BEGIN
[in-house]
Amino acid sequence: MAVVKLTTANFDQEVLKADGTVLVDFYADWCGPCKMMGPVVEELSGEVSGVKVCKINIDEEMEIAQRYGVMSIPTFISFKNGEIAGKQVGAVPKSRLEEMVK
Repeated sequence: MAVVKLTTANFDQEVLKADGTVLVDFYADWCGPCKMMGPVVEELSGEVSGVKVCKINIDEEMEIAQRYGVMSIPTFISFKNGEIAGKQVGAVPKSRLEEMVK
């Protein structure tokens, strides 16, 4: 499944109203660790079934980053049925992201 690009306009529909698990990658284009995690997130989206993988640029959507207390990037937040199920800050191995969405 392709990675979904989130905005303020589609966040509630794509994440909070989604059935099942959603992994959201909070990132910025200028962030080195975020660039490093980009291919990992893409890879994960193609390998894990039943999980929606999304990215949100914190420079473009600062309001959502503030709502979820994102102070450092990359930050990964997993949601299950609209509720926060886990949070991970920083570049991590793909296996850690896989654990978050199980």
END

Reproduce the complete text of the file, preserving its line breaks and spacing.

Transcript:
[in-house]
Amino acid sequence: MAVVKLTTANFDQEVLKADGTVLVDFYADWCGPCKMMGPVVEELSGEVSGVKVCKINIDEEMEIAQRYGVMSIPTFISFKNGEIAGKQVGAVPKSRLEEMVK
Repeated sequence: MAVVKLTTANFDQEVLKADGTVLVDFYADWCGPCKMMGPVVEELSGEVSGVKVCKINIDEEMEIAQRYGVMSIPTFISFKNGEIAGKQVGAVPKSRLEEMVK
């Protein structure tokens, strides 16, 4: 499944109203660790079934980053049925992201 690009306009529909698990990658284009995690997130989206993988640029959507207390990037937040199920800050191995969405 392709990675979904989130905005303020589609966040509630794509994440909070989604059935099942959603992994959201909070990132910025200028962030080195975020660039490093980009291919990992893409890879994960193609390998894990039943999980929606999304990215949100914190420079473009600062309001959502503030709502979820994102102070450092990359930050990964997993949601299950609209509720926060886990949070991970920083570049991590793909296996850690896989654990978050199980």